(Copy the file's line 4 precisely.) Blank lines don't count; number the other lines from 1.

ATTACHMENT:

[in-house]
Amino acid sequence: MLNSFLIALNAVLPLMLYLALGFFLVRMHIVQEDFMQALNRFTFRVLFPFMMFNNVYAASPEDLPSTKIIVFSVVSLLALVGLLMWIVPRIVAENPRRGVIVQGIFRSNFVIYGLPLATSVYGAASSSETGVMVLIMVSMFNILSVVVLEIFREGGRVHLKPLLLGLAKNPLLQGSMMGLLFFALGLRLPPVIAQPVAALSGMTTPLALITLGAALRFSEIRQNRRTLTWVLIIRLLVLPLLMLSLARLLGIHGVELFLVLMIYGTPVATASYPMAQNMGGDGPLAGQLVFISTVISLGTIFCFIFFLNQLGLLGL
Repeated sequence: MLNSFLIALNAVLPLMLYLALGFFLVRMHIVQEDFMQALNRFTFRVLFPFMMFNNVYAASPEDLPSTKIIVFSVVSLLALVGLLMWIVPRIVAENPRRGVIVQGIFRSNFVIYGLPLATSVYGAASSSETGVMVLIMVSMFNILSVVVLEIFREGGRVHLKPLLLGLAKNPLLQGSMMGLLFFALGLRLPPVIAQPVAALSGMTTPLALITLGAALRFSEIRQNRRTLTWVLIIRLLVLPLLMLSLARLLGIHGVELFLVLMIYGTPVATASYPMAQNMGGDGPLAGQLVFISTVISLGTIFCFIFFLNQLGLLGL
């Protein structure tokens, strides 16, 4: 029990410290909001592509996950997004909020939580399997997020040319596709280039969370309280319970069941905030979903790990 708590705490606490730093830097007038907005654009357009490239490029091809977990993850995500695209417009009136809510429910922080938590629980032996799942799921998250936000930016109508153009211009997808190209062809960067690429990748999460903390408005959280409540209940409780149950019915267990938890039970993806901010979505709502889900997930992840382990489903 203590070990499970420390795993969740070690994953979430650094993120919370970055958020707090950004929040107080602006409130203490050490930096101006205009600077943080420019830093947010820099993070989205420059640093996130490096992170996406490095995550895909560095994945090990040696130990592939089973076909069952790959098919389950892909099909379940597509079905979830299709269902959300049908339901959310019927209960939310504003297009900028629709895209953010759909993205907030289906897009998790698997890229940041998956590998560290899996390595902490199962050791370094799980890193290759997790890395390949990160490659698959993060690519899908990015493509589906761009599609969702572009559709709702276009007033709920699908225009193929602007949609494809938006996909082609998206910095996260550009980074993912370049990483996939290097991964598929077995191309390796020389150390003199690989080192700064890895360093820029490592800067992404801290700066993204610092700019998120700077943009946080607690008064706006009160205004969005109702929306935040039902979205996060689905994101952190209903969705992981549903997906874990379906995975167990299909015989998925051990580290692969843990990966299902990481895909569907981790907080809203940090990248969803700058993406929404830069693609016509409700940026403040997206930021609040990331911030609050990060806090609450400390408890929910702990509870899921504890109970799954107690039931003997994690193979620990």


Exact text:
């Protein structure tokens, strides 16, 4: 029990410290909001592509996950997004909020939580399997997020040319596709280039969370309280319970069941905030979903790990 708590705490606490730093830097007038907005654009357009490239490029091809977990993850995500695209417009009136809510429910922080938590629980032996799942799921998250936000930016109508153009211009997808190209062809960067690429990748999460903390408005959280409540209940409780149950019915267990938890039970993806901010979505709502889900997930992840382990489903 203590070990499970420390795993969740070690994953979430650094993120919370970055958020707090950004929040107080602006409130203490050490930096101006205009600077943080420019830093947010820099993070989205420059640093996130490096992170996406490095995550895909560095994945090990040696130990592939089973076909069952790959098919389950892909099909379940597509079905979830299709269902959300049908339901959310019927209960939310504003297009900028629709895209953010759909993205907030289906897009998790698997890229940041998956590998560290899996390595902490199962050791370094799980890193290759997790890395390949990160490659698959993060690519899908990015493509589906761009599609969702572009559709709702276009007033709920699908225009193929602007949609494809938006996909082609998206910095996260550009980074993912370049990483996939290097991964598929077995191309390796020389150390003199690989080192700064890895360093820029490592800067992404801290700066993204610092700019998120700077943009946080607690008064706006009160205004969005109702929306935040039902979205996060689905994101952190209903969705992981549903997906874990379906995975167990299909015989998925051990580290692969843990990966299902990481895909569907981790907080809203940090990248969803700058993406929404830069693609016509409700940026403040997206930021609040990331911030609050990060806090609450400390408890929910702990509870899921504890109970799954107690039931003997994690193979620990």